Lately there have been many attempts to theorize and criticize value creation in online prosumer practices. A lot of people have proposed some version of the Marxian labor theory of value, whereby they have suggested that online content creation should be seen as a form of labor, and that consequently, social media sites like Facebook, twitter, and why not, the Huffington post, expoit their users by appropriating the surplus value that they create. This analysis suggests that, while such an approach could be useful in some cases, it in inadequate as a way of understanding value creation in prosumer practices in general, and as a critique of exploitation in informational capitalism, it definitely barks up the wrong tree. Instead we propose an analysis where the question of value is organized around the crucial link between, on the one hand, an ever more socialized reputation economy, and, on the other hand, financial markets as the ‘places’ where the values are set. This perspective views social media platforms as instruments that determine the value of the kinds of intangible assets that are subsequently monetized on financial markets. This leads us to suggest that social media platforms are not so much part of the problem as much as they could be part of a solution: they could support a more democratic reputation economy by means of which valuations of intangible assets are democratized.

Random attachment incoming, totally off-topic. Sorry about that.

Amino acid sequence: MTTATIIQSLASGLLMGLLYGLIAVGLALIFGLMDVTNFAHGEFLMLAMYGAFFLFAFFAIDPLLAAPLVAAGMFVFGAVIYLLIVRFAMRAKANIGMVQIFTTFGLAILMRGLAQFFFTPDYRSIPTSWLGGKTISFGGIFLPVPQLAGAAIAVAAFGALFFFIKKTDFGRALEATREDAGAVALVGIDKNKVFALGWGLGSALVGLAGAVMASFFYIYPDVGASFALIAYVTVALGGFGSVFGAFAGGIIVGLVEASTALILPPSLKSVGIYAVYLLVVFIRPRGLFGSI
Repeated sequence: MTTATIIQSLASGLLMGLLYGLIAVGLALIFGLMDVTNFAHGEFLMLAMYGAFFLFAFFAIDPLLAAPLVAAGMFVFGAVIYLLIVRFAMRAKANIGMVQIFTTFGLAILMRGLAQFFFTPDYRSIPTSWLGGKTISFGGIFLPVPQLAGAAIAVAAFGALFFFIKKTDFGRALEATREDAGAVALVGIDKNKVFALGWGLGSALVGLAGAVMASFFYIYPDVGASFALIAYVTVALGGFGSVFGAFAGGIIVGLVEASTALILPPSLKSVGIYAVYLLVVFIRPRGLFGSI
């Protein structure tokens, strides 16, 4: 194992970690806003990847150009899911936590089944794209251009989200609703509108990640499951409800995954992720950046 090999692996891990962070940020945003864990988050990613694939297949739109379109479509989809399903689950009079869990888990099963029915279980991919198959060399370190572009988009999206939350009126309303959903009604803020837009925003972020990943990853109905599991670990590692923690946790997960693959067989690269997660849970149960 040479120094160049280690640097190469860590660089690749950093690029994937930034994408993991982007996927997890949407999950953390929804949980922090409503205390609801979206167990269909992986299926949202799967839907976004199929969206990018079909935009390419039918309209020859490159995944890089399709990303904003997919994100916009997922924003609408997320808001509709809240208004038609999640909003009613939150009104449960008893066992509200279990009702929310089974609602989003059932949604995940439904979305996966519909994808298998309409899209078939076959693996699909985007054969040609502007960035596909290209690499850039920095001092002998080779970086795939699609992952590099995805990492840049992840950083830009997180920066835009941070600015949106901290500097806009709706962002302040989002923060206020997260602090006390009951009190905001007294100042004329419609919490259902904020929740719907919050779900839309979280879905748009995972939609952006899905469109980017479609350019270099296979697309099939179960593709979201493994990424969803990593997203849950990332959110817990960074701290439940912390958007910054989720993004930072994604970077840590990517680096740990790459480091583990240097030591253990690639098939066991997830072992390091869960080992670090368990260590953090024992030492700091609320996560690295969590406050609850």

The whole paper is available here.